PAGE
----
The Hebrew verbs ya·reʼʹ (Le 19:30; 26:2) and ʽa·ratsʹ (Ps 89:7; Isa 29:23; 47:12) may convey the sense of awe, or reverential fear. The verb ʽa·ratsʹ often signifies trembling in terror, fear, or awe, or causing such trembling.—Isa 8:12; Ps 10:18; see FEAR.
Discernible evidence of Jehovah’s presence filled beholders with awe. When assembled at Mount Sinai, the Israelites saw the descent of a dark cloud, accompanied by thunders, lightnings, and the sound of a horn that became louder and louder. The entire mountain shook, and smoke ascended from it. This display of power filled the Israelites with fear; even Moses trembled. The purpose of this manifestation of Jehovah’s glory was to instill the Israelites with a wholesome fear so that they would not sin.—Ex 19:9, 16-19; 20:18, 20; Heb 12:21.
Visionary representations of Jehovah’s glory had an awe-inspiring impact. The platform of the celestial chariot, above which the prophet Ezekiel saw the glory of Jehovah, sparkled like awesome ice. High above the heads of the living creatures, which were representations of cherubs, this platform was like a translucent expanse, awesome in size and appearance. Through the translucent platform, the representation of what appeared to be a throne of sapphire stone was visible. The seated form on the throne glowed with the yellow brilliance of electrum in a refiner’s fire, the whole form also being surrounded by a similar brightness. This vision of Jehovah’s glory moved Ezekiel to fall upon his face in worshipful reverence.—Eze 1:15-22, 25-28.
It is Jehovah alone who should be held in such awe, or reverential fear, so that one is moved to worship him. (Ps 89:7; Isa 29:23) Christians are encouraged to “render God sacred service with godly fear and awe [form of Gr. deʹos].” (Heb 12:28) God’s servants give evidence of this awe by earnestly striving to please him, recognizing that he will call all to account and render judgment without partiality.—1Pe 1:17; Re 14:7.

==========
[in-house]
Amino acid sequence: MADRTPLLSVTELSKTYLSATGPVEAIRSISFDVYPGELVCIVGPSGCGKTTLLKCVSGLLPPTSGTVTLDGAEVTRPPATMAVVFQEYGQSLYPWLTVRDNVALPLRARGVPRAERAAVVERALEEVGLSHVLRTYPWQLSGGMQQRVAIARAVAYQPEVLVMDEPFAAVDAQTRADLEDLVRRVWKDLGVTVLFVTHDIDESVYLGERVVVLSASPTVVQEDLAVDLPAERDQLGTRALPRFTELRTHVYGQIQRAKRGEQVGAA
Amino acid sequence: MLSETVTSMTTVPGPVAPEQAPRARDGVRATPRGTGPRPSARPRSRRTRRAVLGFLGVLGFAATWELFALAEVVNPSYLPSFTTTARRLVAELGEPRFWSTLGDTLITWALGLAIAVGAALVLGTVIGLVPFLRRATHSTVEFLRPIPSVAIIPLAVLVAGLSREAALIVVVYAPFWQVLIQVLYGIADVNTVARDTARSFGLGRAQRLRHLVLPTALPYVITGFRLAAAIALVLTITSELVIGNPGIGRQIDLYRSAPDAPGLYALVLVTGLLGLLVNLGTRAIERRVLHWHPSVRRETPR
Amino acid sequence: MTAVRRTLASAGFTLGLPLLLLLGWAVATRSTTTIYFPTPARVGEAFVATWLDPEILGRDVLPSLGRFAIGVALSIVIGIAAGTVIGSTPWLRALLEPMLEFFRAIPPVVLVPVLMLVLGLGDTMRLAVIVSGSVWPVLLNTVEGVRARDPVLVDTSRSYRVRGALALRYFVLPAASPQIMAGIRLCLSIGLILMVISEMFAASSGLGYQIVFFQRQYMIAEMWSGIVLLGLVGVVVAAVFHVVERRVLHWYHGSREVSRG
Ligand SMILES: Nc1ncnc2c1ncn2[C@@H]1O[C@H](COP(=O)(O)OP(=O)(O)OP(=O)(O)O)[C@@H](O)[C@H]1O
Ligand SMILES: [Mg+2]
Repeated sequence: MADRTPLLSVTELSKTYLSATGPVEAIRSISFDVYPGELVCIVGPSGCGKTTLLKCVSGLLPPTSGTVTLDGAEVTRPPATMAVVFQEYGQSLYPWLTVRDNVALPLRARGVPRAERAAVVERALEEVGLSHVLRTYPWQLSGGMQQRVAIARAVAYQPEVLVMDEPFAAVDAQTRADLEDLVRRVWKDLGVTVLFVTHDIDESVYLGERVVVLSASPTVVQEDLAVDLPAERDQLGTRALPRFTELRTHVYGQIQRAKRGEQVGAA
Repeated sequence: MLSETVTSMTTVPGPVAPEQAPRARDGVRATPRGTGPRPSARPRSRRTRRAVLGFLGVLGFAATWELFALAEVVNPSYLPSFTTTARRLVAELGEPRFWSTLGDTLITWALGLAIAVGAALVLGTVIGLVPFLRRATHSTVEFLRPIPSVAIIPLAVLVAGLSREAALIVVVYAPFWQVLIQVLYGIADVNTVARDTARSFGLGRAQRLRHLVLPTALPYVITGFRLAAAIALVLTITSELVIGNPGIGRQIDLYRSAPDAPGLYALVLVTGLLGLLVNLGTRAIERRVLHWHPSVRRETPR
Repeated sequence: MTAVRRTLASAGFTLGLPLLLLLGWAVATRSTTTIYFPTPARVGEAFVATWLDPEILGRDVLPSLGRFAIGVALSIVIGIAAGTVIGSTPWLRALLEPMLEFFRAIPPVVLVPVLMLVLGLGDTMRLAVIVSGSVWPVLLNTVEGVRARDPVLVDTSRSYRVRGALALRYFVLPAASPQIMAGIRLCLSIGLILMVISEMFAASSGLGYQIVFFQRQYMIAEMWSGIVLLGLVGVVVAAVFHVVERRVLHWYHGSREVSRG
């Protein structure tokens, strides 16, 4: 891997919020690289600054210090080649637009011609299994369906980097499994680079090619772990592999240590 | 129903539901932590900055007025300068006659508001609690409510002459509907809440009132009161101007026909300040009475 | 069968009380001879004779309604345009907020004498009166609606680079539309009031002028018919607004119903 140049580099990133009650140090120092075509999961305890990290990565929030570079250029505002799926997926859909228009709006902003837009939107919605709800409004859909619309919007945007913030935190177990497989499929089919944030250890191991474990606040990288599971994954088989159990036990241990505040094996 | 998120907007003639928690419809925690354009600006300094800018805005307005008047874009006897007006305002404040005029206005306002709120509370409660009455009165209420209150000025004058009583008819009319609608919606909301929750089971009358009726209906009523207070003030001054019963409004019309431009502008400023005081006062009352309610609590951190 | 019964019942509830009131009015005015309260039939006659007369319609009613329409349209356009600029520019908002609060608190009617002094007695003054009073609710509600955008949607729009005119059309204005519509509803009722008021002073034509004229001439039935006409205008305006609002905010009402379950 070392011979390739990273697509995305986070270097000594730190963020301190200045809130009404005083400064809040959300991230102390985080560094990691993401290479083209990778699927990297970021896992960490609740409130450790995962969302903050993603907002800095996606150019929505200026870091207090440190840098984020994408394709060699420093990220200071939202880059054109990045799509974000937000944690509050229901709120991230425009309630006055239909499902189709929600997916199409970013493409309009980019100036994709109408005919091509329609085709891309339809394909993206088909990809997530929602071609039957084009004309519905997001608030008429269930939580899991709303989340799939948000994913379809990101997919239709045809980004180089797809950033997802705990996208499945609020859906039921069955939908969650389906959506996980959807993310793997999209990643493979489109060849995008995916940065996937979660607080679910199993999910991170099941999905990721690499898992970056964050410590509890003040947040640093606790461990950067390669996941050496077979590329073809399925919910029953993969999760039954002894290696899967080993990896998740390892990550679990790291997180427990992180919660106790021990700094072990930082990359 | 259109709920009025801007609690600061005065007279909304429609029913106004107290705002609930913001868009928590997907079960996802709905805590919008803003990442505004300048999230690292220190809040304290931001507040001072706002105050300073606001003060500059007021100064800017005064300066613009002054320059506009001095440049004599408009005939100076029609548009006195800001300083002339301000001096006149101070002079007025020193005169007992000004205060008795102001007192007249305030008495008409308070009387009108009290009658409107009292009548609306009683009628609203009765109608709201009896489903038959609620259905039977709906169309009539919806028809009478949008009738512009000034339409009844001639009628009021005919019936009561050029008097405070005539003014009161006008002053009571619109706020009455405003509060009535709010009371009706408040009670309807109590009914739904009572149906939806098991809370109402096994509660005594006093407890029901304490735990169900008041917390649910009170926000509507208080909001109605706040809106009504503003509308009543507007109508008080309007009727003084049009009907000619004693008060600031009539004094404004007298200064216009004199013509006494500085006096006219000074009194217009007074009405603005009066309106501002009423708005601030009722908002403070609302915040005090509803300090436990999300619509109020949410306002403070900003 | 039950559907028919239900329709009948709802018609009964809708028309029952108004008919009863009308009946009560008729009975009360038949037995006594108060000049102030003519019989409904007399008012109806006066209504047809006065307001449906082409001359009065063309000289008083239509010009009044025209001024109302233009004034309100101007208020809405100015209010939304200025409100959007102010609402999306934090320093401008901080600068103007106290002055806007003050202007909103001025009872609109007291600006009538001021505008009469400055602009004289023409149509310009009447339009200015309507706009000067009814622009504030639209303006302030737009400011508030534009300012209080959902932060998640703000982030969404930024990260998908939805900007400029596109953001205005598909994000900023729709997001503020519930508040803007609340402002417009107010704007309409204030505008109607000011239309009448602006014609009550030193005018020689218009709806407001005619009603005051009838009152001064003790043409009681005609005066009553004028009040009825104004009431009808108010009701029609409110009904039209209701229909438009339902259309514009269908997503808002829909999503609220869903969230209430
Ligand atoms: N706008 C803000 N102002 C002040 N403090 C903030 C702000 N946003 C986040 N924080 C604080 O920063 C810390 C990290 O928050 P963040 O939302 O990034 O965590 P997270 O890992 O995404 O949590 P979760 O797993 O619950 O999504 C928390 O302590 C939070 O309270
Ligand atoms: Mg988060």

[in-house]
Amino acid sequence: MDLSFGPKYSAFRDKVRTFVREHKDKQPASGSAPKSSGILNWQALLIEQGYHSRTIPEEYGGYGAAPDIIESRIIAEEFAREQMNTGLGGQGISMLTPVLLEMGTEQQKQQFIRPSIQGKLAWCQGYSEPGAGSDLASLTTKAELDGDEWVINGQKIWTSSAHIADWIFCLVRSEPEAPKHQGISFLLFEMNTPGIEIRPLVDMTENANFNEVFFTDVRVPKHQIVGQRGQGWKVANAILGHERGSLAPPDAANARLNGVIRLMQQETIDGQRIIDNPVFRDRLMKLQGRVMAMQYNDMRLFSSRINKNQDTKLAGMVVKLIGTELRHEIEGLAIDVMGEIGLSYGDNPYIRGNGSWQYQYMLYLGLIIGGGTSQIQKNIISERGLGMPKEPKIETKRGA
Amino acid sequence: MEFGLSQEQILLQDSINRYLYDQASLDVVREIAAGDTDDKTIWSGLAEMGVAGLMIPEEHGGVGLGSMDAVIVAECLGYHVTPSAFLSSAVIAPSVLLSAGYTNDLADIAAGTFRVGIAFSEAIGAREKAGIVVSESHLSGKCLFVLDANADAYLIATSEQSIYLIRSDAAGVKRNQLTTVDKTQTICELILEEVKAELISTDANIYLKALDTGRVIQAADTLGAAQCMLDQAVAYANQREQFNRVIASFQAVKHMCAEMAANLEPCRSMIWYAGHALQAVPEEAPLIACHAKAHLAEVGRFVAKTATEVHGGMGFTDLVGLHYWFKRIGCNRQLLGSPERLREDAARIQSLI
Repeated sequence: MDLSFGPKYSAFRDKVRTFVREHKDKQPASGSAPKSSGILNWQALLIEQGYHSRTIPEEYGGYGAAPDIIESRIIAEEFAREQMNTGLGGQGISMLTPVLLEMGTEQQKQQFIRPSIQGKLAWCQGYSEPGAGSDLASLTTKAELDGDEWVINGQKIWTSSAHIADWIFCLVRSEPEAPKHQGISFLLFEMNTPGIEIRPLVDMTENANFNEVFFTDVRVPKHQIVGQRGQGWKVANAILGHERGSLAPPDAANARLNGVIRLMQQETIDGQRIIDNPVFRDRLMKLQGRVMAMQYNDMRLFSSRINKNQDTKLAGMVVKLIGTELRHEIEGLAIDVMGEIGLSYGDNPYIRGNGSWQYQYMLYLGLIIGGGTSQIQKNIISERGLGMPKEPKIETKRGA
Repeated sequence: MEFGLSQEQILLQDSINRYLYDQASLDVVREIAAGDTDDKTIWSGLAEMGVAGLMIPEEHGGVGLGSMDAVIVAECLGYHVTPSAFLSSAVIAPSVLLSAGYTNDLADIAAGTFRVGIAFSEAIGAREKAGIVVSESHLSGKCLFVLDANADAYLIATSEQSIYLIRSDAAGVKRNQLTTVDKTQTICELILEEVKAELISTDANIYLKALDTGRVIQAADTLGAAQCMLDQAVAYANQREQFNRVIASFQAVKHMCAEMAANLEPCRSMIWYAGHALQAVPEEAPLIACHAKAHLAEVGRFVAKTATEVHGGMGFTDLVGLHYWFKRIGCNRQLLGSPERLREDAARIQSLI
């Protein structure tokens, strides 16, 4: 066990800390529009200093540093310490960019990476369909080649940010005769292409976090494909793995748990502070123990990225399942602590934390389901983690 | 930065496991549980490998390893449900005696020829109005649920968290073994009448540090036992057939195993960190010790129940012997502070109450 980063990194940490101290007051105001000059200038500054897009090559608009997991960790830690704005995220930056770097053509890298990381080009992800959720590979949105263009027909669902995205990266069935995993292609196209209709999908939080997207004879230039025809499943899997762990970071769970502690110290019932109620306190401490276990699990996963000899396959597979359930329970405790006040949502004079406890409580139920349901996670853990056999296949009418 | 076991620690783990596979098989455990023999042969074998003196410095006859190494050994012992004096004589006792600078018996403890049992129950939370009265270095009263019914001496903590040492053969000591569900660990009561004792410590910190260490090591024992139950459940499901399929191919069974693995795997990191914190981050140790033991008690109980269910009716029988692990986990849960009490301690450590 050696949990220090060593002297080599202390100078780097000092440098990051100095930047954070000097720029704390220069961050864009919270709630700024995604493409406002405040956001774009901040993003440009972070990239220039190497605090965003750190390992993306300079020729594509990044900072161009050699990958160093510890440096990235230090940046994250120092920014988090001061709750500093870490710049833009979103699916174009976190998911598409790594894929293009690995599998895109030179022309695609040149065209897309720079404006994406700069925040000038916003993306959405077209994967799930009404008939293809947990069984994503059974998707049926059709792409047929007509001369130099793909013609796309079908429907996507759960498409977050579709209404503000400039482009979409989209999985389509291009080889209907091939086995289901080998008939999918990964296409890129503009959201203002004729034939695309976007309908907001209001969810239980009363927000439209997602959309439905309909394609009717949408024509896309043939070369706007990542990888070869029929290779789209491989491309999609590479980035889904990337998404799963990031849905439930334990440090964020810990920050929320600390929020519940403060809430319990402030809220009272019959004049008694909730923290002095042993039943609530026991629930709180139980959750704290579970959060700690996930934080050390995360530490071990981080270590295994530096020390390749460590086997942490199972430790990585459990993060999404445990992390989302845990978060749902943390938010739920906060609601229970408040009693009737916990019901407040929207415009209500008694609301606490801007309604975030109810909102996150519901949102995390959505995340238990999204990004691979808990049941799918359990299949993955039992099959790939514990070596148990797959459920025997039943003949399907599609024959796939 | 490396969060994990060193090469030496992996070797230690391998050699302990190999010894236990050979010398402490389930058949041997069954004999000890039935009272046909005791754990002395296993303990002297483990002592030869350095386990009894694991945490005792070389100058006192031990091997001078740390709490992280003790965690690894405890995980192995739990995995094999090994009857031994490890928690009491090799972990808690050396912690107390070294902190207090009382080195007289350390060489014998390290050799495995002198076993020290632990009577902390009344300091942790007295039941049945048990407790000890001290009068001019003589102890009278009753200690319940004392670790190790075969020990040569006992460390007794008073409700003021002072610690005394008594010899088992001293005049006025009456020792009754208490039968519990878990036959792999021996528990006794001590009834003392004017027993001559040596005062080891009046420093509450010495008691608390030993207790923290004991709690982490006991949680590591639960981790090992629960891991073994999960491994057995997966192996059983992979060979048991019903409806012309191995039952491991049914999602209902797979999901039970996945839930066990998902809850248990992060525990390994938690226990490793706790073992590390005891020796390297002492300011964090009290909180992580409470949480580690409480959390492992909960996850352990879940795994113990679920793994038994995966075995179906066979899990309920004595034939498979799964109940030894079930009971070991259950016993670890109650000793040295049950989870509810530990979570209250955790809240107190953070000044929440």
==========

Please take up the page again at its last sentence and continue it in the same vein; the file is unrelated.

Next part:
Individual humans and nations also may at times inspire a certain sense of awe in others, whether by design or otherwise. For example, the Shulammite made such an overpowering impression on King Solomon that he said she was as awesome as military hosts assembled around banners, prepared for battle. In the record of this, in The Song of Solomon 6:4, 10, the Hebrew term ʼa·yomʹ denotes “awesome.” When the nation of the Chaldeans went forth to battle, it was fear-inspiring. (Hab 1:6, 7) And through the prophet Isaiah, Babylon was prophetically called upon to use her spells and sorceries to strike with awe those coming against her, thus saving herself from calamity. But all efforts at preventing the conquest were to fail. (Isa 47:12-15) Babylon was to fall to the armies under the command of Cyrus the Persian.—Isa 44:24–45:2.
Because of the manner in which Jehovah used Moses and dealt with him, Moses exercised great awesomeness (Heb., moh·raʼʹ) before the eyes of God’s people. (De 34:10, 12; Ex 19:9) Those with faith had a wholesome fear of Moses’ authority. They realized that God spoke by means of him. Regarding Jehovah’s sanctuary, too, the Israelites were to be in awe. (Le 19:30; 26:2) This meant that they were to manifest a reverent regard for the sanctuary, carrying out worship in the manner that Jehovah directed and conducting themselves in harmony with all of his commands.